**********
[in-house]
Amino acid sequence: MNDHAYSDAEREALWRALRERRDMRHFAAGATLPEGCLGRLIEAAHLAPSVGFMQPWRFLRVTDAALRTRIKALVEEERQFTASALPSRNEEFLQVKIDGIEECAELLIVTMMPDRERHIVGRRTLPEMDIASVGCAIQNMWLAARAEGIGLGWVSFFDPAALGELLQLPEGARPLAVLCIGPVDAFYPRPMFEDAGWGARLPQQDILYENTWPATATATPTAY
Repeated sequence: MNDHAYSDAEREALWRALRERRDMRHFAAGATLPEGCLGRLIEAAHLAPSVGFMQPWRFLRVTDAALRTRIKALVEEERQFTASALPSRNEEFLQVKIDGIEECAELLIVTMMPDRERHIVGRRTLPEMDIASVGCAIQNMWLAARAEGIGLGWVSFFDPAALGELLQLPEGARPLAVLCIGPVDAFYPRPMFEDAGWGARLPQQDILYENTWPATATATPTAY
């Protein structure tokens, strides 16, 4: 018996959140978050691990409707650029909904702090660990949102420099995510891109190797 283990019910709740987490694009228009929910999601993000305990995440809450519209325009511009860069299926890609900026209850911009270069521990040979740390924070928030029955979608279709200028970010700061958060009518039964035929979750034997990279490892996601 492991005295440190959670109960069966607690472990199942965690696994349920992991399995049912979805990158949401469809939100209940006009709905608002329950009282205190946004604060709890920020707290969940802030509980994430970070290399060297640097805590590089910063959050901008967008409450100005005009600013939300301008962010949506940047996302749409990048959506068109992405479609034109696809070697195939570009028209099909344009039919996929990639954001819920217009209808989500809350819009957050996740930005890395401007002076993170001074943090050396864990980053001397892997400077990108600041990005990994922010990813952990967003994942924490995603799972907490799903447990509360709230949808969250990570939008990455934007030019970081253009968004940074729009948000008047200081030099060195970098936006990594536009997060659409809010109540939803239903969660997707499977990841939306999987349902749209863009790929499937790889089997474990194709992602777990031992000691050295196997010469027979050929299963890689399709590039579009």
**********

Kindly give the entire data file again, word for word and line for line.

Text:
[in-house]
Amino acid sequence: MNDHAYSDAEREALWRALRERRDMRHFAAGATLPEGCLGRLIEAAHLAPSVGFMQPWRFLRVTDAALRTRIKALVEEERQFTASALPSRNEEFLQVKIDGIEECAELLIVTMMPDRERHIVGRRTLPEMDIASVGCAIQNMWLAARAEGIGLGWVSFFDPAALGELLQLPEGARPLAVLCIGPVDAFYPRPMFEDAGWGARLPQQDILYENTWPATATATPTAY
Repeated sequence: MNDHAYSDAEREALWRALRERRDMRHFAAGATLPEGCLGRLIEAAHLAPSVGFMQPWRFLRVTDAALRTRIKALVEEERQFTASALPSRNEEFLQVKIDGIEECAELLIVTMMPDRERHIVGRRTLPEMDIASVGCAIQNMWLAARAEGIGLGWVSFFDPAALGELLQLPEGARPLAVLCIGPVDAFYPRPMFEDAGWGARLPQQDILYENTWPATATATPTAY
């Protein structure tokens, strides 16, 4: 018996959140978050691990409707650029909904702090660990949102420099995510891109190797 283990019910709740987490694009228009929910999601993000305990995440809450519209325009511009860069299926890609900026209850911009270069521990040979740390924070928030029955979608279709200028970010700061958060009518039964035929979750034997990279490892996601 492991005295440190959670109960069966607690472990199942965690696994349920992991399995049912979805990158949401469809939100209940006009709905608002329950009282205190946004604060709890920020707290969940802030509980994430970070290399060297640097805590590089910063959050901008967008409450100005005009600013939300301008962010949506940047996302749409990048959506068109992405479609034109696809070697195939570009028209099909344009039919996929990639954001819920217009209808989500809350819009957050996740930005890395401007002076993170001074943090050396864990980053001397892997400077990108600041990005990994922010990813952990967003994942924490995603799972907490799903447990509360709230949808969250990570939008990455934007030019970081253009968004940074729009948000008047200081030099060195970098936006990594536009997060659409809010109540939803239903969660997707499977990841939306999987349902749209863009790929499937790889089997474990194709992602777990031992000691050295196997010469027979050929299963890689399709590039579009």